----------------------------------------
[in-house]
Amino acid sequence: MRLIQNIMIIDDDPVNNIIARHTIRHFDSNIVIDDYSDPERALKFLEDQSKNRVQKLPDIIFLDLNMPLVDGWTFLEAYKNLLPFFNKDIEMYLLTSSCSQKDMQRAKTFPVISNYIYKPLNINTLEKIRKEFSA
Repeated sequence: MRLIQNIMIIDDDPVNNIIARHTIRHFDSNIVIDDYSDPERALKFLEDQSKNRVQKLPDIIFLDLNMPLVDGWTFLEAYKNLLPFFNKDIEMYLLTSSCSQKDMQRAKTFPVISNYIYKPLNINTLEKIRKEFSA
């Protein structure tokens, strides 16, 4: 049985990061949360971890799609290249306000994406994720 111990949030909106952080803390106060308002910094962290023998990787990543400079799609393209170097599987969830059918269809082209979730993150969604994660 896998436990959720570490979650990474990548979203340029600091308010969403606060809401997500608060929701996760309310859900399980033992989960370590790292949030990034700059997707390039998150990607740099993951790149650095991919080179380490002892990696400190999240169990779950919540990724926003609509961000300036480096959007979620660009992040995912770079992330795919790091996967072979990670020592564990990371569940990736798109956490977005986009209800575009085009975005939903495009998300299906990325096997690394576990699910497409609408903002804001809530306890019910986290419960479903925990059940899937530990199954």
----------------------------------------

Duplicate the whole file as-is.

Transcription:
[in-house]
Amino acid sequence: MRLIQNIMIIDDDPVNNIIARHTIRHFDSNIVIDDYSDPERALKFLEDQSKNRVQKLPDIIFLDLNMPLVDGWTFLEAYKNLLPFFNKDIEMYLLTSSCSQKDMQRAKTFPVISNYIYKPLNINTLEKIRKEFSA
Repeated sequence: MRLIQNIMIIDDDPVNNIIARHTIRHFDSNIVIDDYSDPERALKFLEDQSKNRVQKLPDIIFLDLNMPLVDGWTFLEAYKNLLPFFNKDIEMYLLTSSCSQKDMQRAKTFPVISNYIYKPLNINTLEKIRKEFSA
């Protein structure tokens, strides 16, 4: 049985990061949360971890799609290249306000994406994720 111990949030909106952080803390106060308002910094962290023998990787990543400079799609393209170097599987969830059918269809082209979730993150969604994660 896998436990959720570490979650990474990548979203340029600091308010969403606060809401997500608060929701996760309310859900399980033992989960370590790292949030990034700059997707390039998150990607740099993951790149650095991919080179380490002892990696400190999240169990779950919540990724926003609509961000300036480096959007979620660009992040995912770079992330795919790091996967072979990670020592564990990371569940990736798109956490977005986009209800575009085009975005939903495009998300299906990325096997690394576990699910497409609408903002804001809530306890019910986290419960479903925990059940899937530990199954």